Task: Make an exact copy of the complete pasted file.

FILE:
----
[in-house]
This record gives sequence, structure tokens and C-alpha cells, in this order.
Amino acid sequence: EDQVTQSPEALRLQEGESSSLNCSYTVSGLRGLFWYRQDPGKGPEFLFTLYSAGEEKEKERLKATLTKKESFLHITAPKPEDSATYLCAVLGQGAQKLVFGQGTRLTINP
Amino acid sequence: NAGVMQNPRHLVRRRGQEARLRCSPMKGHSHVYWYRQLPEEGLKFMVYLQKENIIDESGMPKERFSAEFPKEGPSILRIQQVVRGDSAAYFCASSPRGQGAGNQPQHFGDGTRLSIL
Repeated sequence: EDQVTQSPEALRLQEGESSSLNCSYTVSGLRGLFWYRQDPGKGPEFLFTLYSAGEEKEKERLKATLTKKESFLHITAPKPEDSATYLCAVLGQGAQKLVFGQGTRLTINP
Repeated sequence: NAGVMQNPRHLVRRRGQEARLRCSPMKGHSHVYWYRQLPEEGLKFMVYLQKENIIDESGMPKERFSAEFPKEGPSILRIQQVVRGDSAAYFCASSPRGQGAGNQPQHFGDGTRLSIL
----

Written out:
[in-house]
This record gives sequence, structure tokens and C-alpha cells, in this order.
Amino acid sequence: EDQVTQSPEALRLQEGESSSLNCSYTVSGLRGLFWYRQDPGKGPEFLFTLYSAGEEKEKERLKATLTKKESFLHITAPKPEDSATYLCAVLGQGAQKLVFGQGTRLTINP
Amino acid sequence: NAGVMQNPRHLVRRRGQEARLRCSPMKGHSHVYWYRQLPEEGLKFMVYLQKENIIDESGMPKERFSAEFPKEGPSILRIQQVVRGDSAAYFCASSPRGQGAGNQPQHFGDGTRLSIL
Repeated sequence: EDQVTQSPEALRLQEGESSSLNCSYTVSGLRGLFWYRQDPGKGPEFLFTLYSAGEEKEKERLKATLTKKESFLHITAPKPEDSATYLCAVLGQGAQKLVFGQGTRLTINP
Repeated sequence: NAGVMQNPRHLVRRRGQEARLRCSPMKGHSHVYWYRQLPEEGLKFMVYLQKENIIDESGMPKERFSAEFPKEGPSILRIQQVVRGDSAAYFCASSPRGQGAGNQPQHFGDGTRLSIL